Canonical stimulation of the NLRP3 inflammasome by fungal antigens links innate and adaptive B-lymphocyte responses by modulating IL-1β and IgM production

Mohamed F. Ali, Harika Dasari, Virginia P. Van Keulen, Eva M. Carmona

Research output: Contribution to journalArticlepeer-review

15 Scopus citations


The NLRP3 inflammasome is activated in response to different bacterial, viral, and fungal pathogens and serves as modulator of different pattern recognition receptors signaling pathways. One of the main functions of NLRP3 is to participate in IL-1β maturation which is important in the host defense against Pneumocystis and other fungal infections. However, dysregulation of NLRP3 and IL-1β secretion are also implicated in the pathophysiology of many auto-inflammatory disorders. Often time's inflammatory flares are preceded by infectious illnesses questioning the role of infection in autoimmune exacerbations. However, we still do not fully understand the exact role that infection or even colonization plays as a trigger of inflammation. Herein, we investigated the role of NLRP3 in circulating B-lymphocytes following activation with two major microbial antigens (β-glucan and CpG). NLRP3 was determined essential in two independent B-lymphocytes processes: pro-inflammatory cytokine secretion and antibody regulation. Our results show that the β-glucan fungal cell wall carbohydrate stimulated B-lymphocytes to secrete IL-1β in a process partially mediated by Dectin-1 activation via SYK and the transcription factors NF-κB and AP-1. This IL-1β secretion was regulated by the NLRP3 inflammasome and was dependent on potassium efflux and Caspase-1. Interestingly, B-lymphocytes activated by unmethylated CpG motifs, found in bacterial and fungal DNA, failed to induce IL-1β. However, B-lymphocyte stimulation by CpG resulted in NLRP3 and Caspase-1 activation and the production and secretion of IgM antibodies. Furthermore, CpG-stimulated IgM secretion, unlike β-glucan-mediated IL-1β production, was mediated by the mammalian target of rapamycin (mTOR). Inhibition of NLRP3 and the mTOR pathway in CpG activated B-lymphocytes resulted in impaired IgM secretion suggesting their participation in antibody regulation. In conclusion, this study describes a differential response of NLRP3 to β-glucan and CpG antigens and identifies the NLRP3 inflammasome of human circulating B-lymphocytes as a modulator of the innate and adaptive immune systems.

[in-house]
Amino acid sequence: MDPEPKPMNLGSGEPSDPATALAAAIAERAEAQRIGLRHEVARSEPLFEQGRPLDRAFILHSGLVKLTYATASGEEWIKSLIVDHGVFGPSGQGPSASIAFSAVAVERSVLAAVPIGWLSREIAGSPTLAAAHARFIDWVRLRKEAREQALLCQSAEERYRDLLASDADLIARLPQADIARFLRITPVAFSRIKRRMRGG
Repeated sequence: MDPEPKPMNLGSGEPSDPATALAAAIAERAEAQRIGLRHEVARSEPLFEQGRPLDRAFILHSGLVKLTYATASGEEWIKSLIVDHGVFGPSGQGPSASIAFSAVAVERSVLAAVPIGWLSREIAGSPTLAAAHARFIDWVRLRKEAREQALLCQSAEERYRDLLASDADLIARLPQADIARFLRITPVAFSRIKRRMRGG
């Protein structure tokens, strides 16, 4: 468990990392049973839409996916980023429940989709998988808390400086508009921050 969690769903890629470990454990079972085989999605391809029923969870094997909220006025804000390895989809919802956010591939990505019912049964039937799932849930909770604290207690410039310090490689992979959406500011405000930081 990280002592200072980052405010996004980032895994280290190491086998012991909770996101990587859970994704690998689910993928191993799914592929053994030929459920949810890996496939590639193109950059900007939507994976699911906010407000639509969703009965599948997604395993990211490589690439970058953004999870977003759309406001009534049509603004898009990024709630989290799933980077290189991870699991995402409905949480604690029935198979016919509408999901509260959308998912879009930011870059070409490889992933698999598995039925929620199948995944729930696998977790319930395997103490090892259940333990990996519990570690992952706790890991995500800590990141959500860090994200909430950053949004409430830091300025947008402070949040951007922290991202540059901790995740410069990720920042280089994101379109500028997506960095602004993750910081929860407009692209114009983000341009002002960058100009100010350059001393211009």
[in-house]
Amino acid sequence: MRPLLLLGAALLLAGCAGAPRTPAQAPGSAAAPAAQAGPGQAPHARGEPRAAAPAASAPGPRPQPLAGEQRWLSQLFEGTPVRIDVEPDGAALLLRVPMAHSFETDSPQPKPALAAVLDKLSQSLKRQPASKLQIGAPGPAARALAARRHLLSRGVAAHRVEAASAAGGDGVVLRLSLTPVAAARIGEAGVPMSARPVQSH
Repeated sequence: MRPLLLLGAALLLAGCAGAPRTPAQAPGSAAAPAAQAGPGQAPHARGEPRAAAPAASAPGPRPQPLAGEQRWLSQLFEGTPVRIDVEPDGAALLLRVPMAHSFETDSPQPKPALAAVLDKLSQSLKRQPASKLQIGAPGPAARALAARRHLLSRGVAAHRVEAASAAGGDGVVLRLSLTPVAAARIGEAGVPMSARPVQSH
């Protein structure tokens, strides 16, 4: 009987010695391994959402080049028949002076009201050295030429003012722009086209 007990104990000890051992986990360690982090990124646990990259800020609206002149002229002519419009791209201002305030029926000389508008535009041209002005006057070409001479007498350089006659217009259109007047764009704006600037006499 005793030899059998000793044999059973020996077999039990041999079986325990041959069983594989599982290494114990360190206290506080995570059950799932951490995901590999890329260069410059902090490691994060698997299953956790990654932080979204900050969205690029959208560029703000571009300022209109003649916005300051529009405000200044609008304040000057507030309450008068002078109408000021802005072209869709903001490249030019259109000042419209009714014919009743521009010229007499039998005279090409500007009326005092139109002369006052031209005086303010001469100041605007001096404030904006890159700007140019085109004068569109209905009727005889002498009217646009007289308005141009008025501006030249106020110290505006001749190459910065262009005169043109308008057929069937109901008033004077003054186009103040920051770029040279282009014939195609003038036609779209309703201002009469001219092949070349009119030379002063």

Original languageEnglish (US)
Article number1504
JournalFrontiers in immunology
Issue numberNOV
StatePublished - Nov 9 2017


  • B-lymphocytes
  • CpG
  • Fungi
  • IL-1beta;
  • IgM
  • Inflammasome
  • NLRP3
  • beta;-glucan

ASJC Scopus subject areas

  • Immunology and Allergy
  • Immunology


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